Jouravel, Anna & Audrey Mathys (eds.). 2021. Wort- und Formenvielfalt. Festschrift fur Christoph Koch zum 80. Geburtstag (Studies on Language and Culture in Central and Eastern Europe 37). Frankfurt am Main: Peter Lang.
This Festschrift in honour of Christoph Koch, Professor of Comparative and Indo-Germanic Linguistics at the Free University of Berlin on the occation of his 80th birthday, contains some contributions relevant for Iranian Studies:
- Cantera, Alberto: “On Avestan text criticism (3): the use and distribution of the letter ń in Avestan manuscripts“.
After an exhaustive analysis of the attestation of the Avestan letter ń in the Iranian manuscripts of the Long Liturgy, it is concluded that this letter appears only before i̯, but not before i or e with the exception of the group °niuuV, where ń is also regular. Concerning the use of the epenthesis or not, it is concluded that the epenthesis is regular before ń, except when ń appears after initial a (e.g. ańiia– vs. maińiiu– ). The comparison of acc.sg. ainīm to ańiiō and rest of the forms of the paradigm leads us to the conclusion that two successive waves of epenthesis have to be assumed: the first one affected only syllables before i̯ and was prior to the transformation of n > ń. The second one affected the syllables before i or final e and is posterior to the evolution n > ń.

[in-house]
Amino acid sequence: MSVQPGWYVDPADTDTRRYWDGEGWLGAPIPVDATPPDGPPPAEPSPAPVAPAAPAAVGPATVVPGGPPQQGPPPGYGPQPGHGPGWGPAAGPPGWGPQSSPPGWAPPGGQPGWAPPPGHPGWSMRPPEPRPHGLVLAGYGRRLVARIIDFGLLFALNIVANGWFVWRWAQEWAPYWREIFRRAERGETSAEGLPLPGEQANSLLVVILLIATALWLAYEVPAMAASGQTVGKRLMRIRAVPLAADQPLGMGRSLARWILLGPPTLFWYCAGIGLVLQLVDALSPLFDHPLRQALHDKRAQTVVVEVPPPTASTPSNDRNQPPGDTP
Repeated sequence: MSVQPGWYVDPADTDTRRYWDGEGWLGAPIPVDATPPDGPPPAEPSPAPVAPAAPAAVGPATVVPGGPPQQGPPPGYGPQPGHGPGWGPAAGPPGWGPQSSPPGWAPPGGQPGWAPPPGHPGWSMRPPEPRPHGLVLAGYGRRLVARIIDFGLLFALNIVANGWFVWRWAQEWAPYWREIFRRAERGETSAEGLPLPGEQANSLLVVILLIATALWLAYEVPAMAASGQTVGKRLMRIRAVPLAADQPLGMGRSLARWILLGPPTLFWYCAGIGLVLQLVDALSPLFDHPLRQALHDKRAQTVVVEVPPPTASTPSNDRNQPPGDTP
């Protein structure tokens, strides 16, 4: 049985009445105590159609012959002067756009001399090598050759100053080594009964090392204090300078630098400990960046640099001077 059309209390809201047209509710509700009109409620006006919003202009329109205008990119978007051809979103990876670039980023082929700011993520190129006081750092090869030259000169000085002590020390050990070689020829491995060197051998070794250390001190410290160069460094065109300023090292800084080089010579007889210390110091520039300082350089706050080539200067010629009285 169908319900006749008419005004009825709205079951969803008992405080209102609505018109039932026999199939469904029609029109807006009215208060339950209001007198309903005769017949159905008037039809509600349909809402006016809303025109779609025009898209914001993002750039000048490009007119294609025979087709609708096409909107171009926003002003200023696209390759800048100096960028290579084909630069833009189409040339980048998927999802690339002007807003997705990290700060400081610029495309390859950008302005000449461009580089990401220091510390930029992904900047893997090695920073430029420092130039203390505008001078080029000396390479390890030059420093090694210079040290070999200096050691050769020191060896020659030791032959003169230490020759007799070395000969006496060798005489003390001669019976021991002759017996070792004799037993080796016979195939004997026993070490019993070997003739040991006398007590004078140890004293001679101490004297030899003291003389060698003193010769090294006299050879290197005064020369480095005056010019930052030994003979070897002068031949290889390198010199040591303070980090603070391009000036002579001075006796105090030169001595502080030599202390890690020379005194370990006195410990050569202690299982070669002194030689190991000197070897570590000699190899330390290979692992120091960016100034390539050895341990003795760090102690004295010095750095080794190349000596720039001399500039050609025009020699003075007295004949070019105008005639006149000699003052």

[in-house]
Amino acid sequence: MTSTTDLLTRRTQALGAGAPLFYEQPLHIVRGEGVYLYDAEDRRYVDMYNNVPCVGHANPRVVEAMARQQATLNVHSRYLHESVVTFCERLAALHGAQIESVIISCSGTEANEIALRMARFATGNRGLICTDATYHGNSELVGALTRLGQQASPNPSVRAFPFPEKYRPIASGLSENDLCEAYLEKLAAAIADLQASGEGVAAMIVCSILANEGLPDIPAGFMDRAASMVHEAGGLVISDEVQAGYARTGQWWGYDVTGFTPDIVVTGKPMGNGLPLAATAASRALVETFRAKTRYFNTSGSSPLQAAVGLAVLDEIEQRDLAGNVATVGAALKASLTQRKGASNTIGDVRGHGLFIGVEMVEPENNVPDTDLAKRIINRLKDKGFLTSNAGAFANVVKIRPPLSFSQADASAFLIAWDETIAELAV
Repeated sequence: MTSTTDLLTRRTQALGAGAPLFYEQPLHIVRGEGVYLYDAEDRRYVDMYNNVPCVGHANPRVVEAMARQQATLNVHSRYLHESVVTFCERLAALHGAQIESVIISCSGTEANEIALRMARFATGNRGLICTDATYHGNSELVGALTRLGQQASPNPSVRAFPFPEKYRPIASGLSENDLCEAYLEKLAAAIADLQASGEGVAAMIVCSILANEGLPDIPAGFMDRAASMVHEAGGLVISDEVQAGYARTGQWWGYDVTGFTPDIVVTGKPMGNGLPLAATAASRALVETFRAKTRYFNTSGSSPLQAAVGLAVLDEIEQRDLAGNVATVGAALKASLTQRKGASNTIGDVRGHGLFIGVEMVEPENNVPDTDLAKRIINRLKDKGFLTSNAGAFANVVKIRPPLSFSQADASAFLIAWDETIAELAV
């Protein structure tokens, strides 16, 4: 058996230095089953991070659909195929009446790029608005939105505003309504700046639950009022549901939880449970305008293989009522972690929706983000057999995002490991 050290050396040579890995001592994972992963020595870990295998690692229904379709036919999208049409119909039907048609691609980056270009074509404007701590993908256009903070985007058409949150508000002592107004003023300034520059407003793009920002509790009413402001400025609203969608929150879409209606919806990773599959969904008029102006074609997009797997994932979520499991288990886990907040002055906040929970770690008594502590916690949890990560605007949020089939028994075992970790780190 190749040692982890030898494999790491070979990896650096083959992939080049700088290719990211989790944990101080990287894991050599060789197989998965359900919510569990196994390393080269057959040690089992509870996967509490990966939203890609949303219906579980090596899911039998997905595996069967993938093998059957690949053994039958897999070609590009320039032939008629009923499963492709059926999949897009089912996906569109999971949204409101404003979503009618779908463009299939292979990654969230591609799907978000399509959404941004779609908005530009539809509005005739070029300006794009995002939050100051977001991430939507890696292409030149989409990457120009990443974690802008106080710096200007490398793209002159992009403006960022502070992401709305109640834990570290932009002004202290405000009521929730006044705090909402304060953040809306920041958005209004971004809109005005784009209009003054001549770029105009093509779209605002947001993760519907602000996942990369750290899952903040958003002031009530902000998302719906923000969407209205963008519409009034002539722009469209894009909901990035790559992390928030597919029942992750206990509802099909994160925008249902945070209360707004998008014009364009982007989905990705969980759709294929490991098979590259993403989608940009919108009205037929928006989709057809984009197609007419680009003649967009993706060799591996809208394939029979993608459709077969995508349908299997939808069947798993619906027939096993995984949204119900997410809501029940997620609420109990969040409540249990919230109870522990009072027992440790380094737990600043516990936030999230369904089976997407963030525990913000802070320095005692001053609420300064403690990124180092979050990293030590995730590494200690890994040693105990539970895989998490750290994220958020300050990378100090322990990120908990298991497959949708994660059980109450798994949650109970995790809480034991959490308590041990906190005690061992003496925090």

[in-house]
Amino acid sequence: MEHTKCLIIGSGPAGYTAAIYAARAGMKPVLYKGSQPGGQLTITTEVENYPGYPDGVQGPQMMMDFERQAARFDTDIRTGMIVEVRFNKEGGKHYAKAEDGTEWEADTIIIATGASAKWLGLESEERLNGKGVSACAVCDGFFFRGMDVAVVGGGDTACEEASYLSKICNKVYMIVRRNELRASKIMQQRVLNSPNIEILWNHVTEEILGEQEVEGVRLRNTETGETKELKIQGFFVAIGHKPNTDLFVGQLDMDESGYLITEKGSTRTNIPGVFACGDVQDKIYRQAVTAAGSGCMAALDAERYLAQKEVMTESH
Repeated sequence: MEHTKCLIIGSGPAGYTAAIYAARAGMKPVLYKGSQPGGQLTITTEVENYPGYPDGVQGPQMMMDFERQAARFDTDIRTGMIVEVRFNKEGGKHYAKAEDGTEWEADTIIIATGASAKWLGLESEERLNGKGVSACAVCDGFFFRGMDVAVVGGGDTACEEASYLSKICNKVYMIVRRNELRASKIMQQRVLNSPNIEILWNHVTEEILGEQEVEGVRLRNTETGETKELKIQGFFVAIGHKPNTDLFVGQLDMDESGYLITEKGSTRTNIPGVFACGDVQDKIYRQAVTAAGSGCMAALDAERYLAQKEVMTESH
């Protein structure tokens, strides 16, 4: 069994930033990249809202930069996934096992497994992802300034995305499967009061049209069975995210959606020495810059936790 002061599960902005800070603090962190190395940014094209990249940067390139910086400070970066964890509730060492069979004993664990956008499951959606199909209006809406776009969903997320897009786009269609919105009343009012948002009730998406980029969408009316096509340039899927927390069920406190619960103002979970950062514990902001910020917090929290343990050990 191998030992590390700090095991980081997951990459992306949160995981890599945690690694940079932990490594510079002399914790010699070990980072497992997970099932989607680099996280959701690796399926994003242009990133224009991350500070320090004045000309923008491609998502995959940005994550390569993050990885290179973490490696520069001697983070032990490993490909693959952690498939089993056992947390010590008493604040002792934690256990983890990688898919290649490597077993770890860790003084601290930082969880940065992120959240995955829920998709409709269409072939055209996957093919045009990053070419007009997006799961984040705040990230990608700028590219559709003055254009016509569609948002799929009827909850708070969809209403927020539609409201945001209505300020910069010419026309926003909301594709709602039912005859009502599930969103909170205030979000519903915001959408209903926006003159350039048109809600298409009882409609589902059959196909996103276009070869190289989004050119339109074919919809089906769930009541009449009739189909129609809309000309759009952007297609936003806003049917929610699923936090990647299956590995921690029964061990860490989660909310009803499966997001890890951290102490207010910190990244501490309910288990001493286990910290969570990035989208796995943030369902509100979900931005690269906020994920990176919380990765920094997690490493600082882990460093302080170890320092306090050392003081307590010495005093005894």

- Durkin-Meisterernst, Desmond: “Does a two-dimensional system fit into a one-dimensional system? Considering the Armenian alphabet.”
This article describes how the Armenian alphabet combined the Syriac/Aramaic and Greek alphabets to build an alphabet for Classical Armenian. It shows how the system of six affricates was built into this in a two-dimensional way.
- Forssman, Bernhard: “Jungavestisch ərəduuafšnī-, Sanskrit ūrdhvastanī-“.
The archaic Young Avestan compound ərəduuafšnī– ‘with erected breasts’ has the genetic equivalent ūrdhvastanī– in Sanskrit, formally modernised and attested only in the more recent language, but nevertheless of early origin, as can be inferred from the Vedic antonym lambastanī– ‘with pendulous breasts’.